What better way to break in a new dwelling than with the first film in my sixth match-up in the first round of the 90s Far East Bracket!
Written By: Shinobu Yaguchi
Directed By: Shinobu Yaguchi
I had planned to write about Adorenarin Doraibu as soon as I finished it, I had no homework to worry about, tomorrow will be a different story, and knew that I wanted to write while the film was fresh in my mind. Sadly I forgot that my new wireless router has yet to arrive and that meant I couldn’t go online to write it while my brother was playing his 360. I know what some of you are saying, “Big deal, take your laptop into your room and write, quit whining like a baby!” I could have done that sure, but I have a set area I like to write in and a set process I like to follow. I don’t know what this has to do with the movie, nothing that I can think of, and it sure as hell doesn’t matter to any of you, but every once in a while I will deliver a rambling mess of a rant unto your eyes.
Okay, I suppose I should get into the actual review, you know, the only reason you people actually come to my little site. I honestly wasn’t expecting a lot going into Adorenarin Doraibu, and much of the thanks for that can be directed at the blurb on the Netflix sleeve. It simply didn’t sound like that interesting of a film to me, at least not the type of film I would connect with. It only took about five minutes of the actual film for me to realize the blurb was quite erroneous, what I had been led to believe would be a nonstop gag fest was instead a slow and observant comedy. Once again I can be looked at as the template for why it is never a good idea to assume, because every time I go ahead and assume I do in fact make an ass of myself.
While I wasn’t prepared for the comedic style of Adorenarin Doraibu, once exposed to said style I found myself diving headfirst into the film like it was a vat of million dollar bills or something. There’s something to be said for the slickness of a money laundering scene where the characters are physically washing the money and putting it in commercial dryers at a laundromat. It would have been easy for the director/writer, Shinobu Yaguchi, to be blunt with scenes like that, to have a moment of realization where the characters relay to the audience exactly how ironic the act they are committing happens to be. Thankfully that moment never comes and in the laundromat scene, and many others like it, the moment remains quiet and subdued with the comedy playing out for the audience instead of being told to the audience.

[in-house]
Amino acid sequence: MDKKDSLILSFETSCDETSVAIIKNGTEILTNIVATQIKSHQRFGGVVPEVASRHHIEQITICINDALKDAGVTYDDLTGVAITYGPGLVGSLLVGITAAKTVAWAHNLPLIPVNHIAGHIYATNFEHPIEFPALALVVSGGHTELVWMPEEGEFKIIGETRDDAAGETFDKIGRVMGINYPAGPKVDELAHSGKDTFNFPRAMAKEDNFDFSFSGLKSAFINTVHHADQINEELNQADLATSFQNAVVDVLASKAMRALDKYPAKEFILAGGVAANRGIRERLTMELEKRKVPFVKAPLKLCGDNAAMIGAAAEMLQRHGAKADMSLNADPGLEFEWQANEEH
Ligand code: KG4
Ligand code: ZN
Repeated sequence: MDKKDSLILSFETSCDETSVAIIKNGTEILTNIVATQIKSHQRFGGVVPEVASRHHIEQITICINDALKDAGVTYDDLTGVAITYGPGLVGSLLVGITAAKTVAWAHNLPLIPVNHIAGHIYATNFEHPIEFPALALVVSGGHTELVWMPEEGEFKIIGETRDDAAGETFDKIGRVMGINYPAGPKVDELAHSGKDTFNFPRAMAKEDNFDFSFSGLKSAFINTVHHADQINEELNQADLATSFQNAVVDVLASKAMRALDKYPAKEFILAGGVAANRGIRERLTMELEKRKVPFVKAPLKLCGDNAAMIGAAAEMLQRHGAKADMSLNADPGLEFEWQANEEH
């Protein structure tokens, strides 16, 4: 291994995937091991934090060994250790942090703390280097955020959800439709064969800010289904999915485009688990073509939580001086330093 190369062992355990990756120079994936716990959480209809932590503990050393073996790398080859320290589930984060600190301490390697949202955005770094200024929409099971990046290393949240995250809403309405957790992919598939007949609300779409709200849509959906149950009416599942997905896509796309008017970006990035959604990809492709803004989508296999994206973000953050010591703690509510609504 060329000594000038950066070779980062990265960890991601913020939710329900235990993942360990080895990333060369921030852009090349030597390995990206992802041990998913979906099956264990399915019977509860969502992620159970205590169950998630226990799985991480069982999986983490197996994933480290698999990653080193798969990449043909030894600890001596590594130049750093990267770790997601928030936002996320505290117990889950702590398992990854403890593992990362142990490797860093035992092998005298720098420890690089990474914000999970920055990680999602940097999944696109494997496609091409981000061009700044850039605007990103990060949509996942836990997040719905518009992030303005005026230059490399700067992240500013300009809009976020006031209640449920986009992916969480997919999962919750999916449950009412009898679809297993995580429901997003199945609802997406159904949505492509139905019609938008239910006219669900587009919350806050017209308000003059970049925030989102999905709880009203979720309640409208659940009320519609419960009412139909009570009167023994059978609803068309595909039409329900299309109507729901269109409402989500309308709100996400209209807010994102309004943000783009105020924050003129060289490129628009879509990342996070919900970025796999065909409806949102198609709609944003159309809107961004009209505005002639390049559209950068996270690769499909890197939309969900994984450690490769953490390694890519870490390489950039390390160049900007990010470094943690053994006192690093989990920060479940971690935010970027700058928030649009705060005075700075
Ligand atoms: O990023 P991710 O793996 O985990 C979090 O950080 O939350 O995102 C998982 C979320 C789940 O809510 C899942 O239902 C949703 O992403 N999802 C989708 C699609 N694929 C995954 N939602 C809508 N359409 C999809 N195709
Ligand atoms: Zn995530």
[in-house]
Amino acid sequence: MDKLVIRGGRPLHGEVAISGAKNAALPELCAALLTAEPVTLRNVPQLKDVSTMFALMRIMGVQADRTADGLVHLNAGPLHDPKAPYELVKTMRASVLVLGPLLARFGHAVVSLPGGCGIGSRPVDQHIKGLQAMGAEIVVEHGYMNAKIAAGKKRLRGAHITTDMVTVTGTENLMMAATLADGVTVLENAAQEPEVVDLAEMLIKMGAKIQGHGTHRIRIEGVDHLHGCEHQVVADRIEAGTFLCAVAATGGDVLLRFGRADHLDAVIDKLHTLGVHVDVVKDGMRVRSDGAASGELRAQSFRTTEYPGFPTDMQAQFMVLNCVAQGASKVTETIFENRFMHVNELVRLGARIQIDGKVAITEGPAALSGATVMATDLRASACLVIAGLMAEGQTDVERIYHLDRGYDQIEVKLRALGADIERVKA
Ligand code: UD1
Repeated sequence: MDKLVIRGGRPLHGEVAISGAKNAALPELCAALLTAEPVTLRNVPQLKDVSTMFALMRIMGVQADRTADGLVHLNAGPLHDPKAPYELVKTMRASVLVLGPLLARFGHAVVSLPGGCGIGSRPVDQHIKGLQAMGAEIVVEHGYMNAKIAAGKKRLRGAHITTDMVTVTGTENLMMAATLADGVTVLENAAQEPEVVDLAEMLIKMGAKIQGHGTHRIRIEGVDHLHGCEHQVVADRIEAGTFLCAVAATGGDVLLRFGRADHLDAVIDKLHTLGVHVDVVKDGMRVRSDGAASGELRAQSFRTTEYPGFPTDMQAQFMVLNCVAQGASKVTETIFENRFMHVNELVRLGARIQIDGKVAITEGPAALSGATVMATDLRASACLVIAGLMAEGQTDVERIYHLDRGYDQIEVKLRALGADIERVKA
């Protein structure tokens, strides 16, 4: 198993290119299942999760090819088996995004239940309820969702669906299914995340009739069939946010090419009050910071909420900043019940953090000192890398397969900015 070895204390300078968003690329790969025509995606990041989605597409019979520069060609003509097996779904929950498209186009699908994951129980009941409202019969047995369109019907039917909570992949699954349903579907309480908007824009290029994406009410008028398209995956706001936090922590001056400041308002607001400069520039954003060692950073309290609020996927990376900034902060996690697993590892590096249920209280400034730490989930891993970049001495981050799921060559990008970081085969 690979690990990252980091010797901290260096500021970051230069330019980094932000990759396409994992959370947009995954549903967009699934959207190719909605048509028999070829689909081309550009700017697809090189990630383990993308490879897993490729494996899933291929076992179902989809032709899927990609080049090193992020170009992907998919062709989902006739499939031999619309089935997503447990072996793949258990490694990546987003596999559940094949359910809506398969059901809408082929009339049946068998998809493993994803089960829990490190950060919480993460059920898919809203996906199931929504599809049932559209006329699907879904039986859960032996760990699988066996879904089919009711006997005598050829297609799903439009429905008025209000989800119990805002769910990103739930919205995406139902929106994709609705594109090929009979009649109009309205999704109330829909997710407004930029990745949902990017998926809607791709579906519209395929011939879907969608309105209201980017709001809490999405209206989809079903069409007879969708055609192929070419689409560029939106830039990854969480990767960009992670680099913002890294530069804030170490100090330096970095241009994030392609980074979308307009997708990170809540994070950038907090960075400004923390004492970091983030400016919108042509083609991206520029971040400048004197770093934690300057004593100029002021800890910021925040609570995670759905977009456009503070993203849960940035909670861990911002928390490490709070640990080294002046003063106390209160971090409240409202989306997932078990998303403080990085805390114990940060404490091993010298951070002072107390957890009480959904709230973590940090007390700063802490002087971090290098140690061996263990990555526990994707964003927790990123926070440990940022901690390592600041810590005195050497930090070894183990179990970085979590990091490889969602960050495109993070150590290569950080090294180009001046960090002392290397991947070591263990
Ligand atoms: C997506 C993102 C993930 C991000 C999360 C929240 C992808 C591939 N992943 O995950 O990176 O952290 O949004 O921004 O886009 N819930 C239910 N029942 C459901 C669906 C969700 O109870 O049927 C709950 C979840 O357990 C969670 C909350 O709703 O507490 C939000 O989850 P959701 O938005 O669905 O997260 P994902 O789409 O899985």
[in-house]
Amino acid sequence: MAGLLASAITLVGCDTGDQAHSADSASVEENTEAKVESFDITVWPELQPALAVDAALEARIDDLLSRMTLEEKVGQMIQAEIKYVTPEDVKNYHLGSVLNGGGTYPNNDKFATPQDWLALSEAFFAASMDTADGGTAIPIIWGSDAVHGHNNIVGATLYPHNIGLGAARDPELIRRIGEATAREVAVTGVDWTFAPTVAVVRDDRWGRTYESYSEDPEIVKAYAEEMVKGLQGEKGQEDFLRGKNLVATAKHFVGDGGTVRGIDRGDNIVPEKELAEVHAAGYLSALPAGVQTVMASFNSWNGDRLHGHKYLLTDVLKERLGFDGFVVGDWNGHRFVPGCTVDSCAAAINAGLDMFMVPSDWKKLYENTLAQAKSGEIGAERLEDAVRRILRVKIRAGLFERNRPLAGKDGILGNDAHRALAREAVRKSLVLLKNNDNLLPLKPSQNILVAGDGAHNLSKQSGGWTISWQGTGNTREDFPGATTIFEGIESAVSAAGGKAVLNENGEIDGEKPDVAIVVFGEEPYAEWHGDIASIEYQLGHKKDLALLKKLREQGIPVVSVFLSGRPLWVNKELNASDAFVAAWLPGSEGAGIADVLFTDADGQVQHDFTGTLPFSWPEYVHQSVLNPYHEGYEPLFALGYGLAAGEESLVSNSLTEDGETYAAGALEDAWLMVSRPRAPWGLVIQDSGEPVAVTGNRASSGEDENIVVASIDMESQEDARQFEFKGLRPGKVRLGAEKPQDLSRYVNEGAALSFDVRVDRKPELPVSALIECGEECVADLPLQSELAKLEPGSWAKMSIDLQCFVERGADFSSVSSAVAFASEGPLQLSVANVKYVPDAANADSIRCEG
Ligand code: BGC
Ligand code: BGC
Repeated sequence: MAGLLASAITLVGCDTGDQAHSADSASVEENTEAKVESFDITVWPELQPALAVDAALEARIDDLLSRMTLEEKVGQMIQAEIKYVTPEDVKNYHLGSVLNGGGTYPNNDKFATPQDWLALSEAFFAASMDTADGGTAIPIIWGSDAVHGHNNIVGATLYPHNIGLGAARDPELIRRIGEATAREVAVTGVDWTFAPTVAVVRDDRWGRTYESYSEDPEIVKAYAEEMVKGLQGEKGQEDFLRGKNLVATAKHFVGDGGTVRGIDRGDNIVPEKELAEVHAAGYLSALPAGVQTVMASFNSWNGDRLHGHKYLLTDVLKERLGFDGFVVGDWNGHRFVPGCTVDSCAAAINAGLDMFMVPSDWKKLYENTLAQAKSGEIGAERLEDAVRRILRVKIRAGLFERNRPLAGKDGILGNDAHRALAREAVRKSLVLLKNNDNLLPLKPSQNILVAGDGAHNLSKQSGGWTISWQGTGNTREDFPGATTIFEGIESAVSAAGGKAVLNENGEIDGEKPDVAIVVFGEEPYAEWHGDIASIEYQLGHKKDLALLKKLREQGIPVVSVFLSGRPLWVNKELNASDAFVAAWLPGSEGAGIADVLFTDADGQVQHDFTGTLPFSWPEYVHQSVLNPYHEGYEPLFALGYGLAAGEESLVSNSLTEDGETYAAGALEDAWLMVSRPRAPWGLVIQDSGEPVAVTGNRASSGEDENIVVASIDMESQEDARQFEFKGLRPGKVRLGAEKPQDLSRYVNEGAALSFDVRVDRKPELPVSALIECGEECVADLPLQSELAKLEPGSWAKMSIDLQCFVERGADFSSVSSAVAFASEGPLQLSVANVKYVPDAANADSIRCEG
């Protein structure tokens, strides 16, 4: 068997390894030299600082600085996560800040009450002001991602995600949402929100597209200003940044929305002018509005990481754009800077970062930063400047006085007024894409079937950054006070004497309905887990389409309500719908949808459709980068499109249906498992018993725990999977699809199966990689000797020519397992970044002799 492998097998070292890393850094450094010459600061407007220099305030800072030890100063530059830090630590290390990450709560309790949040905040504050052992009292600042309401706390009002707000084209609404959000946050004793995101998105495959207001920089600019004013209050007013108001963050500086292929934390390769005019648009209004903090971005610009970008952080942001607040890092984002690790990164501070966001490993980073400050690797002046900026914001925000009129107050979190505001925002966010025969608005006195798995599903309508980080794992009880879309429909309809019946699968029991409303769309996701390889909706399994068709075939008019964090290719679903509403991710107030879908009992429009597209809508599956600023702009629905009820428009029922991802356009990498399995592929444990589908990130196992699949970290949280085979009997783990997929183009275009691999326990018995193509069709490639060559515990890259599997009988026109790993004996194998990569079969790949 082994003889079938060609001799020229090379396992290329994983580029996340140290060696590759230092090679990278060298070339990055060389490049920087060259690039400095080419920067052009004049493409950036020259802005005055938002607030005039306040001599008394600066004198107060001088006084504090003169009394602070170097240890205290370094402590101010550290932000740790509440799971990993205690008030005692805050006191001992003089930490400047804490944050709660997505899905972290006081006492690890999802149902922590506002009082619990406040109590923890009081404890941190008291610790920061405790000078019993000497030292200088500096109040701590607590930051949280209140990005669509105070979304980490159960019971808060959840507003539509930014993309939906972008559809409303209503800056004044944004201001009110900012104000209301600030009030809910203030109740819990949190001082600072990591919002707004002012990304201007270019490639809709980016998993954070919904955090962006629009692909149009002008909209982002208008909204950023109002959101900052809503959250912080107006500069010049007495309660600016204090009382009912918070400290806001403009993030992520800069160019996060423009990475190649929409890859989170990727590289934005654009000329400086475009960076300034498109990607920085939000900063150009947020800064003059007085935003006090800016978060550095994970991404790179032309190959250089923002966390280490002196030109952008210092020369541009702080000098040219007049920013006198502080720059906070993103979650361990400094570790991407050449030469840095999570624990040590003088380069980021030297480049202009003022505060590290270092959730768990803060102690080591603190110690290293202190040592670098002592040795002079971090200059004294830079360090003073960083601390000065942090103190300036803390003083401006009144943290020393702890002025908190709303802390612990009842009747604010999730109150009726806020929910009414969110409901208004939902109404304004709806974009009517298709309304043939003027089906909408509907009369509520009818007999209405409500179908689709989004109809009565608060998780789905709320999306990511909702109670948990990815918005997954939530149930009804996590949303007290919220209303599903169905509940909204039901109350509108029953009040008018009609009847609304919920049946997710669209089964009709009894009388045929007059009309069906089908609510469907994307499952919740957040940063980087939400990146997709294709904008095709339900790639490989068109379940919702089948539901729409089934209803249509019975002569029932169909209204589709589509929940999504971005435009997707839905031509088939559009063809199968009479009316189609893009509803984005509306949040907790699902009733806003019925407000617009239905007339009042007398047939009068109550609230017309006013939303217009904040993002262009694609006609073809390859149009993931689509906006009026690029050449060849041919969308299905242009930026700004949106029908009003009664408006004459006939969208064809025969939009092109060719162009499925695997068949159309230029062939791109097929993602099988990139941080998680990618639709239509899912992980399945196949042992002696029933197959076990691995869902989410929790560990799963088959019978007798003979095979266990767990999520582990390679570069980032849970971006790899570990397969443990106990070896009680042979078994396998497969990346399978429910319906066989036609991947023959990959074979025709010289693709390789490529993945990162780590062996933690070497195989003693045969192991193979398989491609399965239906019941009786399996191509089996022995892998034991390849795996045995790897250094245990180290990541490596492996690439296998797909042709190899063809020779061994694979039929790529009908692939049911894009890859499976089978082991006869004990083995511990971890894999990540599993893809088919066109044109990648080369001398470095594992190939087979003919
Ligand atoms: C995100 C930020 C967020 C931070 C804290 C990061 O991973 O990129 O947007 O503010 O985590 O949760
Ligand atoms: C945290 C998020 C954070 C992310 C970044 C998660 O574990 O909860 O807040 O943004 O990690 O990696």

Adorenarin Doraibu is a comedy first and foremost, and to be honest it is quite reminiscent of 1993’s True Romance in its general story, but the film also goes for some thematic depth. The characters of Suzuki and Sato are social rejects who end up changing a lot by the films end. They don’t change because of the money however, they change because they finally allow someone else into their lives. It’s not Godard or anything like that, but it’s a small touch that adds an extra layer of depth to a film that I already greatly enjoyed.
There are a few moments near the end of Adorenarin Doraibu where I believe Yaguchi goes a little too overboard and realistic with his violence. Most of the fun of the movie can be found in the sweet innocence of its two main characters, and the sudden shock of seeing people get plastered with shovels and other items is a bit too much of a tonal shift. This only happens near the end of the film, all of the previous violence was seen either off screen or handled in a more subtle and offbeat manner. It’s not a major complaint on my end, but it did bug me while watching the film and the more I think about it the more I don’t like the way the final act of the film turned so shockingly violent.
I like to be surprised by a film, I think we all do in some way. I’m happy that I was able to write a positive review of Adorenarin Doraibu for you today. Believe it or not but it is much easier for me to write glowing reviews than it is for me to write negative ones, that’s why I love writing reviews for movies that I really liked. I know that Adorenarin Doraibu is a movie that very few have seen, and if you are one of the many who haven’t seen it and are looking for a different sort of heistish comedy then give Adorenarin Doraibu a chance, but like usual make sure you ignore whatever Netflix, or whomever your DVD retailer of choice is, has to say about the film.